Estate Plans Require Proper Structuring of Assets.
The Asset Ownership Issue
Your estate consists of everything you own. This includes real property (houses and land), tangible personal property (furniture, jewelry, and automobiles), and intangible personal property (stocks, bonds, and bank accounts). The estate also may include proceeds of life insurance policies and death benefits under retirement or pension plans.
In estate planning it’s important to understand how property passes at death based on the ownership and titling of your assets.
Most people take how they own their assets for granted; married people put everything in joint names and single persons own assets either in their individual names or in joint names with an adult child or parent. Proper asset ownership is essential to an estate plan that works.
Here are Examples Asset Ownership that Causes an Estate Plan to Fail:
- Assets in your individual name will likely go through probate when you die. If probate avoidance is a goal, your plan will fail if you own assets, e.g., your home, in your individual name.
- Your Will only controls assets in your individual name, no matter what your will states. This means that it will not control any assets you own in joint tenancy with someone else, won’t control assets titled in a trust, and won’t control assets that have a specific beneficiary designation. If your goal is to have your will control any of these assets, your estate plan will fail.
- Your trust (and your successor trustee) will only control assets in the name of your trust. Your plan will fail unless your assets are properly titled. With a trust-based plan, special attention must be paid to assets such as life insurance, retirement accounts (e.g., IRAs, 401(k)s, etc.) and annuities. Making the wrong beneficiary designation could expose these assets to avoidable taxes and unintended distributions.
Here are Examples of Asset Ownership that Work:
- If you have a living trust, fund your assets into the trust. This means changing the title on non-retirement assets to the name of your trust; and, depending on your circumstances, possibly changing the beneficiary on beneficiary designation assets to the name of your trust. An experienced, qualified estate planning attorney can guide you with these decisions.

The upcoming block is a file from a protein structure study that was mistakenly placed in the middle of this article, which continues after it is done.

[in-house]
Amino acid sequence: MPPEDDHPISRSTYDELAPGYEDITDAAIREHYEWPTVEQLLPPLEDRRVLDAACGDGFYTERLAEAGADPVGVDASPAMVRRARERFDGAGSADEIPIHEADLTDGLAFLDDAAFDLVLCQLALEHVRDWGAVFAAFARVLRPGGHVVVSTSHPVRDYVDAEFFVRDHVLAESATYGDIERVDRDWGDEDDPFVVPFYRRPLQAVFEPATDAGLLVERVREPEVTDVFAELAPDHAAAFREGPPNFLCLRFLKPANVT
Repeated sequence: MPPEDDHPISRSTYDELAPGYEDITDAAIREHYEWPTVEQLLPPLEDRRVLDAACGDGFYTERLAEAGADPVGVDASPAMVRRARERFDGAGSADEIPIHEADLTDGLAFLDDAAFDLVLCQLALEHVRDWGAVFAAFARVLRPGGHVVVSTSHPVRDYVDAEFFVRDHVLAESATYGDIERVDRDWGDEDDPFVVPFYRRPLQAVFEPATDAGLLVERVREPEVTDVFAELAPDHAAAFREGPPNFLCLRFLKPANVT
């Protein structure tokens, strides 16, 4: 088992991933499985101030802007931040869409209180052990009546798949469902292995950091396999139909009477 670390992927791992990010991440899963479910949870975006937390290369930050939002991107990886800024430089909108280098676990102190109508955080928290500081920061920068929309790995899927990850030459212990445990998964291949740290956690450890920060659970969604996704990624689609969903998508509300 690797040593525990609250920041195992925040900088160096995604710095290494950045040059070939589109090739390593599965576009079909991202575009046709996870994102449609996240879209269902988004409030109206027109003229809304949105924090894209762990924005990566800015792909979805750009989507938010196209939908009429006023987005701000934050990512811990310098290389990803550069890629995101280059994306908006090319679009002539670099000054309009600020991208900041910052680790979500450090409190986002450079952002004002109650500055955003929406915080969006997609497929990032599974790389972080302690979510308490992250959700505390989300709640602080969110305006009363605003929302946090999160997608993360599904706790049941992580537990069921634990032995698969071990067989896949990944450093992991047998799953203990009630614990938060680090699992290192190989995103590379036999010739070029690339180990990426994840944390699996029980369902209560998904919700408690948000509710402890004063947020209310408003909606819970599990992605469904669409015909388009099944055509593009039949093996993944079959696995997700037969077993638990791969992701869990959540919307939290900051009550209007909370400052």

- If you have a will (and no trust), it’s likely in your best interest to own assets in your individual name. Joint tenancy ownership, though common, has many pitfalls.
How Property Passes at Death
At death, a person's property (assets) is transferred to new owners either as a non-probate transfer or as a probate transfer. In a non-probate transfer, property passes to the new owner(s) because of the way the property is titled or the designated beneficiary. In a probate transfer, the decedent's property passes to specific individuals based on their Will, or according to inheritance laws if the decedent had no will.
Non-probate assets generally fall into three categories: those which are transferred by title, by contract, or by trust:
- Title: Assets transferred by title include property held in joint tenancy with right of survivorship, such as a house, car, or bank account, or bank accounts payable on death to a named individual. Note that co-ownership property owned as a joint tenancy or tenancy in common has no rights of survivorship and is probate property.
- Contract: Assets transferred by contract include life insurance policies, pension and retirement plans, and any other asset in which the owner names the beneficiary to receive it upon the owner's death. These fall under the “beneficiary designation property” described earlier.
- Trust: If the decedent has created and funded a trust, the trust will generally contain provisions regarding transfer of the assets at the time of death. These assets fall under the “trust property” ownership described earlier.
Title to these non-probate assets passes automatically at death without any court proceeding. Even if a person has arranged for non-probate transfer of ownership through title, contract, or trust, this does not mean that a Will is unnecessary. A Will still may be needed to distribute probate assets, deal with situations when the joint owner or beneficiary dies, determine who will handle the business affairs of the estate, etc.
Probate is a court proceeding to determine who should receive an individual's property at death, who should handle the business affairs of the decedent, and who should care for the decedent's minor children (if any) and their property. If a person prepares and executes a Will, they are considered “testate”, and their Will governs probate decisions. With a valid Will, a person can, within certain limits, distribute their assets to anyone they desire.
The two exceptions or limitations are as follows:
- A husband or wife cannot disinherit the other, as a spouse has a statutory right to a share of the estate. The exception is if the spouses have executed a valid marital agreement.
- A parent cannot disinherit a minor child for whom the parent has an ongoing support obligation. Adult children may be omitted as they have no legal right to receive an inheritance from their parents.